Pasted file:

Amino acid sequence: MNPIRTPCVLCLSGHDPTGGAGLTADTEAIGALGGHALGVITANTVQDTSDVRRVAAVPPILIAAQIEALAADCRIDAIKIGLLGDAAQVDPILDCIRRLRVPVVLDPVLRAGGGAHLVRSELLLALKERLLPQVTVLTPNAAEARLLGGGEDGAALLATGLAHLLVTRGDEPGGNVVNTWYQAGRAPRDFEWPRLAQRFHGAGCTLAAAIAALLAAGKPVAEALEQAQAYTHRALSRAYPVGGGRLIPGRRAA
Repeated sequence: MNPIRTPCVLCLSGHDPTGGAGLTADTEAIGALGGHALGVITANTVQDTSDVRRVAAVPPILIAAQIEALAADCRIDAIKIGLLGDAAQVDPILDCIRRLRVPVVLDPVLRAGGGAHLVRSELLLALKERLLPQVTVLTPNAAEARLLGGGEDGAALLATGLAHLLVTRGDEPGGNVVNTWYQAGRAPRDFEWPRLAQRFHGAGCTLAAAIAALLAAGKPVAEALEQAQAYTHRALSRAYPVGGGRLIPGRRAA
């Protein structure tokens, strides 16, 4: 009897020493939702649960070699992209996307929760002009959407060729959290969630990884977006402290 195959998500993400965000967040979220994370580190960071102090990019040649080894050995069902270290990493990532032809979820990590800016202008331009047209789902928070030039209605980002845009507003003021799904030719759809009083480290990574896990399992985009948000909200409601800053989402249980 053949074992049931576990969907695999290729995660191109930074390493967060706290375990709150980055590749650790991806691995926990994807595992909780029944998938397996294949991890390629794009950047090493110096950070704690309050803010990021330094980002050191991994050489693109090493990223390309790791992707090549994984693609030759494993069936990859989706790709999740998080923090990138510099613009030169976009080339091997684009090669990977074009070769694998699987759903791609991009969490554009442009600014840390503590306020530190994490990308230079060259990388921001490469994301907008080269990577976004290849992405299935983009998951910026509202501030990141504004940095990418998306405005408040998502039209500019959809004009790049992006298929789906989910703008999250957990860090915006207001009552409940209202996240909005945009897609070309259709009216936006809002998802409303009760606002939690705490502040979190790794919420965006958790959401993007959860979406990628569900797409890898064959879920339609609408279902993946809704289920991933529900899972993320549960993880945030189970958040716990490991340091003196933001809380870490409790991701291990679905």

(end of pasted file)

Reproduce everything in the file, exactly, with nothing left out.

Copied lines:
Amino acid sequence: MNPIRTPCVLCLSGHDPTGGAGLTADTEAIGALGGHALGVITANTVQDTSDVRRVAAVPPILIAAQIEALAADCRIDAIKIGLLGDAAQVDPILDCIRRLRVPVVLDPVLRAGGGAHLVRSELLLALKERLLPQVTVLTPNAAEARLLGGGEDGAALLATGLAHLLVTRGDEPGGNVVNTWYQAGRAPRDFEWPRLAQRFHGAGCTLAAAIAALLAAGKPVAEALEQAQAYTHRALSRAYPVGGGRLIPGRRAA
Repeated sequence: MNPIRTPCVLCLSGHDPTGGAGLTADTEAIGALGGHALGVITANTVQDTSDVRRVAAVPPILIAAQIEALAADCRIDAIKIGLLGDAAQVDPILDCIRRLRVPVVLDPVLRAGGGAHLVRSELLLALKERLLPQVTVLTPNAAEARLLGGGEDGAALLATGLAHLLVTRGDEPGGNVVNTWYQAGRAPRDFEWPRLAQRFHGAGCTLAAAIAALLAAGKPVAEALEQAQAYTHRALSRAYPVGGGRLIPGRRAA
């Protein structure tokens, strides 16, 4: 009897020493939702649960070699992209996307929760002009959407060729959290969630990884977006402290 195959998500993400965000967040979220994370580190960071102090990019040649080894050995069902270290990493990532032809979820990590800016202008331009047209789902928070030039209605980002845009507003003021799904030719759809009083480290990574896990399992985009948000909200409601800053989402249980 053949074992049931576990969907695999290729995660191109930074390493967060706290375990709150980055590749650790991806691995926990994807595992909780029944998938397996294949991890390629794009950047090493110096950070704690309050803010990021330094980002050191991994050489693109090493990223390309790791992707090549994984693609030759494993069936990859989706790709999740998080923090990138510099613009030169976009080339091997684009090669990977074009070769694998699987759903791609991009969490554009442009600014840390503590306020530190994490990308230079060259990388921001490469994301907008080269990577976004290849992405299935983009998951910026509202501030990141504004940095990418998306405005408040998502039209500019959809004009790049992006298929789906989910703008999250957990860090915006207001009552409940209202996240909005945009897609070309259709009216936006809002998802409303009760606002939690705490502040979190790794919420965006958790959401993007959860979406990628569900797409890898064959879920339609609408279902993946809704289920991933529900899972993320549960993880945030189970958040716990490991340091003196933001809380870490409790991701291990679905």